GOV 382M • 4-Feminist Theory
11:00 AM-12:30 PM
This course is intended as an introductory overview of western (mainly American) feminist theory. The topics and readings are not covered in depth. Rather, the goal is to familiarize students with classic works, foundational theoretical traditions, and contemporary debates. By the end of the semester, students should have a basic familiarity with feminist theory as an intellectual field, and have preliminary knowledge of the main authors, texts, and debates in this area. From here, you should be able to pursue particular areas in greater depth in other classes. The other goal of this class is to introduce students to some of the faculty members on campus who teach and write in the area. Several faculty will visit to lead the class at different points over the course of the semester.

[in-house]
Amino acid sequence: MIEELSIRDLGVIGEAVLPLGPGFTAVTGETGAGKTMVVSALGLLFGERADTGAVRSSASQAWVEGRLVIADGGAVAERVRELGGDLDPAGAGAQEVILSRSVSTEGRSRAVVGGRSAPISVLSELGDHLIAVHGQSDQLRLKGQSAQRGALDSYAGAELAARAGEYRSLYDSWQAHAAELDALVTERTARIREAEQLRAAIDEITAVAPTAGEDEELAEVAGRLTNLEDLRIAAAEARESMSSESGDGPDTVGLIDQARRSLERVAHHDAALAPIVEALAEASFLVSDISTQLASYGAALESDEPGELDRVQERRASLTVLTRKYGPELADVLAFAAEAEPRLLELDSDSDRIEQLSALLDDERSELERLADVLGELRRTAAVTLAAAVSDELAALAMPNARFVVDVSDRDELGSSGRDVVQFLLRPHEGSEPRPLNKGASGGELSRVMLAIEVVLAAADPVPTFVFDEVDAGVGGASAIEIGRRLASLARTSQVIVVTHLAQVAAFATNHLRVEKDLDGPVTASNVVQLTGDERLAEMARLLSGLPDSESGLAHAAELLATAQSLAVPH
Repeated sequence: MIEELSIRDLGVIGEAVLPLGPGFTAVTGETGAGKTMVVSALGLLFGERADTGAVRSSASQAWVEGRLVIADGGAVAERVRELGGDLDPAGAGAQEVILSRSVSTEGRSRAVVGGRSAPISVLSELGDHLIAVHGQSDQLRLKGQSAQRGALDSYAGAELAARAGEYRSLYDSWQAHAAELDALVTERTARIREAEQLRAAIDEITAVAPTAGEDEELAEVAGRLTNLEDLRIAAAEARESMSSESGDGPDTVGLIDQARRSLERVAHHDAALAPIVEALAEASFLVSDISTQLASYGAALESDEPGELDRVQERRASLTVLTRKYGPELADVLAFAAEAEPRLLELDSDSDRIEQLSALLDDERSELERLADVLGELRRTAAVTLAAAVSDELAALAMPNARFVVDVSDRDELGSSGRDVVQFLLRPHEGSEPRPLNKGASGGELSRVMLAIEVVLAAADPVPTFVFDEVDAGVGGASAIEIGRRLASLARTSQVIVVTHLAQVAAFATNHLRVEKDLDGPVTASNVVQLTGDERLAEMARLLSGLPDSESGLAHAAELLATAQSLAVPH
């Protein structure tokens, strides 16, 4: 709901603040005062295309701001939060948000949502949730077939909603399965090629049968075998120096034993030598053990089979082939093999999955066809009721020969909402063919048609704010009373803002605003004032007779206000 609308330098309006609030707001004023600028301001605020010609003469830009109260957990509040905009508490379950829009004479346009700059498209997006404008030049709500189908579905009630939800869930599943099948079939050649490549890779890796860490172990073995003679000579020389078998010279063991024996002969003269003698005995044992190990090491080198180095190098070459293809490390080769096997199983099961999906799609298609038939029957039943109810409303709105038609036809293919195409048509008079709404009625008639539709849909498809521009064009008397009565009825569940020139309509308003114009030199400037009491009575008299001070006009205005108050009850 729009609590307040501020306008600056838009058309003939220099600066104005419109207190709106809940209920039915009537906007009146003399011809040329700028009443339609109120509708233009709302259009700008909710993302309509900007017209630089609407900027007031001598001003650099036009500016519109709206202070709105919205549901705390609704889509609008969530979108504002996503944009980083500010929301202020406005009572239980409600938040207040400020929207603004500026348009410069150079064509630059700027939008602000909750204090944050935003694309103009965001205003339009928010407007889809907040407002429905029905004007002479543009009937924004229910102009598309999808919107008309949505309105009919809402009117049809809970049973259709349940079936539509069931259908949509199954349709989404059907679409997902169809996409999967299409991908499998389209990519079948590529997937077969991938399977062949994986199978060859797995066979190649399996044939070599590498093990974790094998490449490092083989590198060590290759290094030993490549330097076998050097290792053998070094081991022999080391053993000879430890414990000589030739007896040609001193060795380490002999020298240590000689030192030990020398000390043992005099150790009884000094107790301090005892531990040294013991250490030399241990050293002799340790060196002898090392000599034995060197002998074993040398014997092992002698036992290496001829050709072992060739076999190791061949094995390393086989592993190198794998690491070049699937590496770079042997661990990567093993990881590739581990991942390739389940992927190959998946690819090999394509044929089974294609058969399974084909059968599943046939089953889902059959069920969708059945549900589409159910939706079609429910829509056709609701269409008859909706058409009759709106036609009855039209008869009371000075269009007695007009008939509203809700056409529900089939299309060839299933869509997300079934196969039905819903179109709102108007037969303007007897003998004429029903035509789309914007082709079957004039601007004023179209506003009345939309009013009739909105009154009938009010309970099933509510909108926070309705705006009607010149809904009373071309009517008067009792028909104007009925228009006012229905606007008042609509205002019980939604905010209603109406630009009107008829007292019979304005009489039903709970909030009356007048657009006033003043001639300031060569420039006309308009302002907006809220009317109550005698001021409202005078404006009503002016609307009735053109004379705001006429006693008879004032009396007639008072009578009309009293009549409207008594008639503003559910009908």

Most (if not all) of the readings will be available on Blackboard under "Course Documents." This is being done in part because we have so many guest lecturers and it will allow us to provide reading materials to everyone within a week or two of their appearance in the class. Particularly among the classic books, there are many that you may have or ought to have in your own library. Many of these books are widely available at local bookstores. In addition, you should purchase: Rosemarie Putnam Tong, Feminist Thought, second edition. Marguerite Waller and Sylvia Marcos (editors). Dialogue and Difference: Feminisms Challenge Globalization. 2005.